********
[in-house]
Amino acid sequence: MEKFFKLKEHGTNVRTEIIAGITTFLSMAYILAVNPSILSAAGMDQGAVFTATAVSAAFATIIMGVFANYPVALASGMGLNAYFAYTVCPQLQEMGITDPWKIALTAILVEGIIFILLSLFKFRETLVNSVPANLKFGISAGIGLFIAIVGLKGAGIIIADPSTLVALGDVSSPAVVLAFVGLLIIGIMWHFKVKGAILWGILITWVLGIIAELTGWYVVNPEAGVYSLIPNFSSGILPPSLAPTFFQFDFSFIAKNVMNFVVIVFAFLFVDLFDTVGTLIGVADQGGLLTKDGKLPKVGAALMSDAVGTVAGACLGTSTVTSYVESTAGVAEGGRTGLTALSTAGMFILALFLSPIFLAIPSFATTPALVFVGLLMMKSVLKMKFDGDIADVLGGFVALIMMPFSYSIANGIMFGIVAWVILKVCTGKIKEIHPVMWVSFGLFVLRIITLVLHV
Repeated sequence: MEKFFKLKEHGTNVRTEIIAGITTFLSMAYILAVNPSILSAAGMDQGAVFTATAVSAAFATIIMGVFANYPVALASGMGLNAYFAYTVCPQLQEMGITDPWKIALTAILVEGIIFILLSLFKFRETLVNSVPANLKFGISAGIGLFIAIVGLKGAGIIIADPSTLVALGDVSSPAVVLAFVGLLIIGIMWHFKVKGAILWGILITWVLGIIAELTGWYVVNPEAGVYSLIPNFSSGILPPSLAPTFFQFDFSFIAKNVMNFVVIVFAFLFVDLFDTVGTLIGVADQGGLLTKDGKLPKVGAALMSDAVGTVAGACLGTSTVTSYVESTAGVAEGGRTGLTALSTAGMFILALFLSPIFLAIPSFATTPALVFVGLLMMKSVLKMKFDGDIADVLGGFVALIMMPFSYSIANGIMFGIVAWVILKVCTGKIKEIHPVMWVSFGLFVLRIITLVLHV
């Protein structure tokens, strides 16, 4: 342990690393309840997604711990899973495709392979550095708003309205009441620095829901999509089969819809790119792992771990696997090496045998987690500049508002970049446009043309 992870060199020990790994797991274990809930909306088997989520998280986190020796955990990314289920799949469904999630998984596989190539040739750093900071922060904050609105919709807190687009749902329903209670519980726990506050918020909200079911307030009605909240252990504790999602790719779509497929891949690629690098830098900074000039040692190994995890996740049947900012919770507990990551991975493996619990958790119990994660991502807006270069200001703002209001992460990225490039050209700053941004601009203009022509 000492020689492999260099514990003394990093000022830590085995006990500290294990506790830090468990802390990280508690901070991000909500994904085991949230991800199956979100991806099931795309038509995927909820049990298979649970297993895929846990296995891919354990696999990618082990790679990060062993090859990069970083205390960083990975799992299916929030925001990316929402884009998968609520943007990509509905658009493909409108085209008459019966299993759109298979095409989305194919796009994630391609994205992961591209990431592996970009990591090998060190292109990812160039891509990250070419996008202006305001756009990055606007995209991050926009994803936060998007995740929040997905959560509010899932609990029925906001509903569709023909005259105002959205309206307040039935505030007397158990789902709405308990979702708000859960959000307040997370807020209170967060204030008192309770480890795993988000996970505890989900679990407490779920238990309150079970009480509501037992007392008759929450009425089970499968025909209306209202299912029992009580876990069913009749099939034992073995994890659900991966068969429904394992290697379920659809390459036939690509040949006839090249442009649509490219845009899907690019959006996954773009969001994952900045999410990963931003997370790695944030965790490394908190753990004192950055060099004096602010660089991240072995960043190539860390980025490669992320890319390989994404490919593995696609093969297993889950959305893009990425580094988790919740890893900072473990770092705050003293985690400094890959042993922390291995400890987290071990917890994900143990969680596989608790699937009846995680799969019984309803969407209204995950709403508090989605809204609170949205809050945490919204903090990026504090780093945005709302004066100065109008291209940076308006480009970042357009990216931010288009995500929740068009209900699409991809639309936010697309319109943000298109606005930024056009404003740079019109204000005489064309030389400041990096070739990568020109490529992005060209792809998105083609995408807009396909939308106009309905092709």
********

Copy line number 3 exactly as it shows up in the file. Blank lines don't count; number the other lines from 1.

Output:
Repeated sequence: MEKFFKLKEHGTNVRTEIIAGITTFLSMAYILAVNPSILSAAGMDQGAVFTATAVSAAFATIIMGVFANYPVALASGMGLNAYFAYTVCPQLQEMGITDPWKIALTAILVEGIIFILLSLFKFRETLVNSVPANLKFGISAGIGLFIAIVGLKGAGIIIADPSTLVALGDVSSPAVVLAFVGLLIIGIMWHFKVKGAILWGILITWVLGIIAELTGWYVVNPEAGVYSLIPNFSSGILPPSLAPTFFQFDFSFIAKNVMNFVVIVFAFLFVDLFDTVGTLIGVADQGGLLTKDGKLPKVGAALMSDAVGTVAGACLGTSTVTSYVESTAGVAEGGRTGLTALSTAGMFILALFLSPIFLAIPSFATTPALVFVGLLMMKSVLKMKFDGDIADVLGGFVALIMMPFSYSIANGIMFGIVAWVILKVCTGKIKEIHPVMWVSFGLFVLRIITLVLHV